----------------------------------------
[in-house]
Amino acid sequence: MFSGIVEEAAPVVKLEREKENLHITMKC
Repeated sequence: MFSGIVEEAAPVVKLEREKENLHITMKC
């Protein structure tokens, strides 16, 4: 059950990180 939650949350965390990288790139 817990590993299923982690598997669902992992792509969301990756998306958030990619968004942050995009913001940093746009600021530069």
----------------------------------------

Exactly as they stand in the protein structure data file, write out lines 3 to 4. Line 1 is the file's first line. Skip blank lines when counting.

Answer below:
Repeated sequence: MFSGIVEEAAPVVKLEREKENLHITMKC
């Protein structure tokens, strides 16, 4: 059950990180 939650949350965390990288790139 817990590993299923982690598997669902992992792509969301990756998306958030990619968004942050995009913001940093746009600021530069």